As the keynote speaker at the weekend’s Cyberjaya Startup Summit (CSS) 2018, Khailee synthesised his thoughts and reflected on the startup ecosystem being at a turning point. “Going forward, we will see if Malaysian-based startups get ahead of the pack and become significant players in Southeast Asia (SEA) – or fall behind.”


The paradigm shift: What’s different then and now?

Comparing the startup landscape today to six years ago when he was looking to raise funds, Khailee sees a few key differences. A major change is the type and vast availability of funding out there today. He bluntly says, “Those that claim it is very difficult to raise funding are simple complainers.”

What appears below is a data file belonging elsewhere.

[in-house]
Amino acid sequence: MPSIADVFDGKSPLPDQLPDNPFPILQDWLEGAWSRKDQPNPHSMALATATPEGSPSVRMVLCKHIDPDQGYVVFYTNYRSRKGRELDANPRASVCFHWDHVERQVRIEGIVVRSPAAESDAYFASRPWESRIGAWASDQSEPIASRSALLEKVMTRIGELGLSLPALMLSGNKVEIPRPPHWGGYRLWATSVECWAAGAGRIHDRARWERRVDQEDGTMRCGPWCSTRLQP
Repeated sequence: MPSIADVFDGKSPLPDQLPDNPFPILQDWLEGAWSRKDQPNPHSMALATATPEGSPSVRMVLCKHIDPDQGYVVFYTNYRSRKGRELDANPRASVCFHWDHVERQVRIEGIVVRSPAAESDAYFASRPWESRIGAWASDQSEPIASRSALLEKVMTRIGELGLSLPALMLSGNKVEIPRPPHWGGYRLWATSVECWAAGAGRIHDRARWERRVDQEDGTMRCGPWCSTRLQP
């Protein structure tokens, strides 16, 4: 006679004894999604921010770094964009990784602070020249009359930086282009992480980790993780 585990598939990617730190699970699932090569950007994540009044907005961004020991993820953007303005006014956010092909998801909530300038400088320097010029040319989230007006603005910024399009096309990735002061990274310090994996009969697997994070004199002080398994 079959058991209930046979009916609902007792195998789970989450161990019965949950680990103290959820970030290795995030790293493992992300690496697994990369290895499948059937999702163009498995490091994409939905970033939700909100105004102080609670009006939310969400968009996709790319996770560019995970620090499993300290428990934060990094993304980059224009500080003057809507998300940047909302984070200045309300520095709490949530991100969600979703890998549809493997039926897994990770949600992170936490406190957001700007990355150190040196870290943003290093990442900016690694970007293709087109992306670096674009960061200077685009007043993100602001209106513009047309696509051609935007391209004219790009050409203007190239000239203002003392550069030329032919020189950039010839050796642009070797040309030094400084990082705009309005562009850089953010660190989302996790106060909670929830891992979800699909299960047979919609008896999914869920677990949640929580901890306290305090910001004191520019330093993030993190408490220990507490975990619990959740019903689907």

“When my cofounder and I were searching for funding back then, we only had one serious venture capitalist in the market,” Khailee recalls. Today, there are plenty of venture capitalists within the ecosystem, funding schemes such as the Axiata Digital Innovation fund (ADIF), crowdfunding platforms, angel investments from the likes of Malaysian Business Angels Network (MBAN) as well as international investors.

Another significant change he points out is the increase in talent. “Contrary to how startups today feel and keeping all things equal, there is actually more talent in the market today than five years ago.” To illustrate his point, he talks of how there was only one person in the market back then that code in Ruby on Rails, a type of web application programming.